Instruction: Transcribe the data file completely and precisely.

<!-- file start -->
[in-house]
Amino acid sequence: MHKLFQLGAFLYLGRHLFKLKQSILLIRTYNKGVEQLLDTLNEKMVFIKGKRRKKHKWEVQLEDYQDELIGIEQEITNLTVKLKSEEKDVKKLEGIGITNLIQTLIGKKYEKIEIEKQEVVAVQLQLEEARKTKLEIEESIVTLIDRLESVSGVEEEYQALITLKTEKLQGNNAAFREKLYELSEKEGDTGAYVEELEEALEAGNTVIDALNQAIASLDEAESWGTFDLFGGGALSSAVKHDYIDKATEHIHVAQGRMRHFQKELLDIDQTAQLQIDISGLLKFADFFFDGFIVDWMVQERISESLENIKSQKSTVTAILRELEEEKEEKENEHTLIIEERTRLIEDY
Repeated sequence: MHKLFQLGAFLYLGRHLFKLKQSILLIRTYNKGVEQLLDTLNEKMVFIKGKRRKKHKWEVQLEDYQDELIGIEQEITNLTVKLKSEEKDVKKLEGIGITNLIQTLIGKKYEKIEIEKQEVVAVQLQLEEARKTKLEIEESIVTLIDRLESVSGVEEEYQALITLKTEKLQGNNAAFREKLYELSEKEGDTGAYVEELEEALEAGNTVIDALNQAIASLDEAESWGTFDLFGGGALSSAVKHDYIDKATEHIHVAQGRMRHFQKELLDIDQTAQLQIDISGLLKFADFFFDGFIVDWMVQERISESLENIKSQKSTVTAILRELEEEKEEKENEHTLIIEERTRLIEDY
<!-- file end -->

[in-house]
Amino acid sequence: MHKLFQLGAFLYLGRHLFKLKQSILLIRTYNKGVEQLLDTLNEKMVFIKGKRRKKHKWEVQLEDYQDELIGIEQEITNLTVKLKSEEKDVKKLEGIGITNLIQTLIGKKYEKIEIEKQEVVAVQLQLEEARKTKLEIEESIVTLIDRLESVSGVEEEYQALITLKTEKLQGNNAAFREKLYELSEKEGDTGAYVEELEEALEAGNTVIDALNQAIASLDEAESWGTFDLFGGGALSSAVKHDYIDKATEHIHVAQGRMRHFQKELLDIDQTAQLQIDISGLLKFADFFFDGFIVDWMVQERISESLENIKSQKSTVTAILRELEEEKEEKENEHTLIIEERTRLIEDY
Repeated sequence: MHKLFQLGAFLYLGRHLFKLKQSILLIRTYNKGVEQLLDTLNEKMVFIKGKRRKKHKWEVQLEDYQDELIGIEQEITNLTVKLKSEEKDVKKLEGIGITNLIQTLIGKKYEKIEIEKQEVVAVQLQLEEARKTKLEIEESIVTLIDRLESVSGVEEEYQALITLKTEKLQGNNAAFREKLYELSEKEGDTGAYVEELEEALEAGNTVIDALNQAIASLDEAESWGTFDLFGGGALSSAVKHDYIDKATEHIHVAQGRMRHFQKELLDIDQTAQLQIDISGLLKFADFFFDGFIVDWMVQERISESLENIKSQKSTVTAILRELEEEKEEKENEHTLIIEERTRLIEDY